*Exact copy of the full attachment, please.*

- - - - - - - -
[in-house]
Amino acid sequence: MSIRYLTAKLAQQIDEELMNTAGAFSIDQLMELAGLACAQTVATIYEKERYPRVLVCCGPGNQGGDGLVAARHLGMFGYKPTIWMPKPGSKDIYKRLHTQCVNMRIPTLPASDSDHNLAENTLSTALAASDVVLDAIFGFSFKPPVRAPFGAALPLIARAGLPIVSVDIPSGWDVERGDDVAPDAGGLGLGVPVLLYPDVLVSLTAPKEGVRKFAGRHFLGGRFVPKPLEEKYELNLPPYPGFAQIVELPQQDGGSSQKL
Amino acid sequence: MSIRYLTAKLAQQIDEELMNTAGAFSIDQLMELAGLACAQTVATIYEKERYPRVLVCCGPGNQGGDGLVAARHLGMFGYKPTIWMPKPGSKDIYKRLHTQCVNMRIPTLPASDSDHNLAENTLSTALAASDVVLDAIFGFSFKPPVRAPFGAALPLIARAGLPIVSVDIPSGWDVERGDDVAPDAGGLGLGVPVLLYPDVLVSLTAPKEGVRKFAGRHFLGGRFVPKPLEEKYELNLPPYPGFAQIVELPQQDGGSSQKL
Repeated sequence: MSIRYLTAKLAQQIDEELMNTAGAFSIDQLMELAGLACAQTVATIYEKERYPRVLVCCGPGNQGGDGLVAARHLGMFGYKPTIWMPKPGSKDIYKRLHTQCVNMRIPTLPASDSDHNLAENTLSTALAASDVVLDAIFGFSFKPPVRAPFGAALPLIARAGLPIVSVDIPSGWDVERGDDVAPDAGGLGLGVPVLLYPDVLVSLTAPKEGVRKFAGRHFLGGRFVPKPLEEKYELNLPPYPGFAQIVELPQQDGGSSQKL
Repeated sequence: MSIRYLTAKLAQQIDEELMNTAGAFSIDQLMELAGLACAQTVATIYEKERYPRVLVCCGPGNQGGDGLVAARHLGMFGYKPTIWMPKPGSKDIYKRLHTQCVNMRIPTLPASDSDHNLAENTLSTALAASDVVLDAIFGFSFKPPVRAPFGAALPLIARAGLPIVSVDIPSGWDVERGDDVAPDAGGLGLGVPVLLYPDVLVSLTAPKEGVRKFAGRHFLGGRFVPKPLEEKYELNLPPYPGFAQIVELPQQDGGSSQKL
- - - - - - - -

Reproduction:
[in-house]
Amino acid sequence: MSIRYLTAKLAQQIDEELMNTAGAFSIDQLMELAGLACAQTVATIYEKERYPRVLVCCGPGNQGGDGLVAARHLGMFGYKPTIWMPKPGSKDIYKRLHTQCVNMRIPTLPASDSDHNLAENTLSTALAASDVVLDAIFGFSFKPPVRAPFGAALPLIARAGLPIVSVDIPSGWDVERGDDVAPDAGGLGLGVPVLLYPDVLVSLTAPKEGVRKFAGRHFLGGRFVPKPLEEKYELNLPPYPGFAQIVELPQQDGGSSQKL
Amino acid sequence: MSIRYLTAKLAQQIDEELMNTAGAFSIDQLMELAGLACAQTVATIYEKERYPRVLVCCGPGNQGGDGLVAARHLGMFGYKPTIWMPKPGSKDIYKRLHTQCVNMRIPTLPASDSDHNLAENTLSTALAASDVVLDAIFGFSFKPPVRAPFGAALPLIARAGLPIVSVDIPSGWDVERGDDVAPDAGGLGLGVPVLLYPDVLVSLTAPKEGVRKFAGRHFLGGRFVPKPLEEKYELNLPPYPGFAQIVELPQQDGGSSQKL
Repeated sequence: MSIRYLTAKLAQQIDEELMNTAGAFSIDQLMELAGLACAQTVATIYEKERYPRVLVCCGPGNQGGDGLVAARHLGMFGYKPTIWMPKPGSKDIYKRLHTQCVNMRIPTLPASDSDHNLAENTLSTALAASDVVLDAIFGFSFKPPVRAPFGAALPLIARAGLPIVSVDIPSGWDVERGDDVAPDAGGLGLGVPVLLYPDVLVSLTAPKEGVRKFAGRHFLGGRFVPKPLEEKYELNLPPYPGFAQIVELPQQDGGSSQKL
Repeated sequence: MSIRYLTAKLAQQIDEELMNTAGAFSIDQLMELAGLACAQTVATIYEKERYPRVLVCCGPGNQGGDGLVAARHLGMFGYKPTIWMPKPGSKDIYKRLHTQCVNMRIPTLPASDSDHNLAENTLSTALAASDVVLDAIFGFSFKPPVRAPFGAALPLIARAGLPIVSVDIPSGWDVERGDDVAPDAGGLGLGVPVLLYPDVLVSLTAPKEGVRKFAGRHFLGGRFVPKPLEEKYELNLPPYPGFAQIVELPQQDGGSSQKL